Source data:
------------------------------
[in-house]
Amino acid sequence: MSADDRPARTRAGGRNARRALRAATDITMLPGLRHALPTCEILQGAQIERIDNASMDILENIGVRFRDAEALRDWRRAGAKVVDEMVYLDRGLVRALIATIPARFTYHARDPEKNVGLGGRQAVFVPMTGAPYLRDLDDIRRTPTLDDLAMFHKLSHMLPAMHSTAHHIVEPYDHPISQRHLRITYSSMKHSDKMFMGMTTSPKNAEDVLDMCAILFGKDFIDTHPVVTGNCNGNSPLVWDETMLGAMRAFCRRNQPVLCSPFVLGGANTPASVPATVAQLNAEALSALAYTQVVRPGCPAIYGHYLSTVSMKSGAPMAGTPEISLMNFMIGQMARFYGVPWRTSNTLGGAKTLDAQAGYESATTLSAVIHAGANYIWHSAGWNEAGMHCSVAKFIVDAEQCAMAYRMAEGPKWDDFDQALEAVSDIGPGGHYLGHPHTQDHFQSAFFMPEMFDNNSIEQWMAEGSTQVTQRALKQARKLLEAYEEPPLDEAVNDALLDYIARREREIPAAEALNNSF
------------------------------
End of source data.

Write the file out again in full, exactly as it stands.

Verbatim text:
[in-house]
Amino acid sequence: MSADDRPARTRAGGRNARRALRAATDITMLPGLRHALPTCEILQGAQIERIDNASMDILENIGVRFRDAEALRDWRRAGAKVVDEMVYLDRGLVRALIATIPARFTYHARDPEKNVGLGGRQAVFVPMTGAPYLRDLDDIRRTPTLDDLAMFHKLSHMLPAMHSTAHHIVEPYDHPISQRHLRITYSSMKHSDKMFMGMTTSPKNAEDVLDMCAILFGKDFIDTHPVVTGNCNGNSPLVWDETMLGAMRAFCRRNQPVLCSPFVLGGANTPASVPATVAQLNAEALSALAYTQVVRPGCPAIYGHYLSTVSMKSGAPMAGTPEISLMNFMIGQMARFYGVPWRTSNTLGGAKTLDAQAGYESATTLSAVIHAGANYIWHSAGWNEAGMHCSVAKFIVDAEQCAMAYRMAEGPKWDDFDQALEAVSDIGPGGHYLGHPHTQDHFQSAFFMPEMFDNNSIEQWMAEGSTQVTQRALKQARKLLEAYEEPPLDEAVNDALLDYIARREREIPAAEALNNSF